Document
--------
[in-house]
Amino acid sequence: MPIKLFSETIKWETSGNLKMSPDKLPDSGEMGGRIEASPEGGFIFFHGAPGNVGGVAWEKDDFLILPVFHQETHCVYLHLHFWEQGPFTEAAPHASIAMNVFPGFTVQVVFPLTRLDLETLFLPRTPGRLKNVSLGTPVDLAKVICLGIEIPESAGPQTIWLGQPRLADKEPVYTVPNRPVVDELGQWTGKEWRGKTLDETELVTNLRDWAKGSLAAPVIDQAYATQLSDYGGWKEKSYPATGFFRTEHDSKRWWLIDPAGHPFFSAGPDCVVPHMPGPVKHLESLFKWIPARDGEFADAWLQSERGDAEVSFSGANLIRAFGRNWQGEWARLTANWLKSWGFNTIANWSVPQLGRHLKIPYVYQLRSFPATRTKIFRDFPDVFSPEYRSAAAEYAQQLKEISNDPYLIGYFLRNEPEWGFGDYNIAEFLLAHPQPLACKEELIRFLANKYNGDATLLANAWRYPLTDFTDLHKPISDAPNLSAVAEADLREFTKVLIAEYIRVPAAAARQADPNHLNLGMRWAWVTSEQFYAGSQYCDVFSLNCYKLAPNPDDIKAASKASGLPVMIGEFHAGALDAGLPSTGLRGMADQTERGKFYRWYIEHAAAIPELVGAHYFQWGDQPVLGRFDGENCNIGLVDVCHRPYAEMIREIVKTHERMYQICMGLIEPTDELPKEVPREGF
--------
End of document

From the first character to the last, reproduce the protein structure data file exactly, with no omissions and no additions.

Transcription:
[in-house]
Amino acid sequence: MPIKLFSETIKWETSGNLKMSPDKLPDSGEMGGRIEASPEGGFIFFHGAPGNVGGVAWEKDDFLILPVFHQETHCVYLHLHFWEQGPFTEAAPHASIAMNVFPGFTVQVVFPLTRLDLETLFLPRTPGRLKNVSLGTPVDLAKVICLGIEIPESAGPQTIWLGQPRLADKEPVYTVPNRPVVDELGQWTGKEWRGKTLDETELVTNLRDWAKGSLAAPVIDQAYATQLSDYGGWKEKSYPATGFFRTEHDSKRWWLIDPAGHPFFSAGPDCVVPHMPGPVKHLESLFKWIPARDGEFADAWLQSERGDAEVSFSGANLIRAFGRNWQGEWARLTANWLKSWGFNTIANWSVPQLGRHLKIPYVYQLRSFPATRTKIFRDFPDVFSPEYRSAAAEYAQQLKEISNDPYLIGYFLRNEPEWGFGDYNIAEFLLAHPQPLACKEELIRFLANKYNGDATLLANAWRYPLTDFTDLHKPISDAPNLSAVAEADLREFTKVLIAEYIRVPAAAARQADPNHLNLGMRWAWVTSEQFYAGSQYCDVFSLNCYKLAPNPDDIKAASKASGLPVMIGEFHAGALDAGLPSTGLRGMADQTERGKFYRWYIEHAAAIPELVGAHYFQWGDQPVLGRFDGENCNIGLVDVCHRPYAEMIREIVKTHERMYQICMGLIEPTDELPKEVPREGF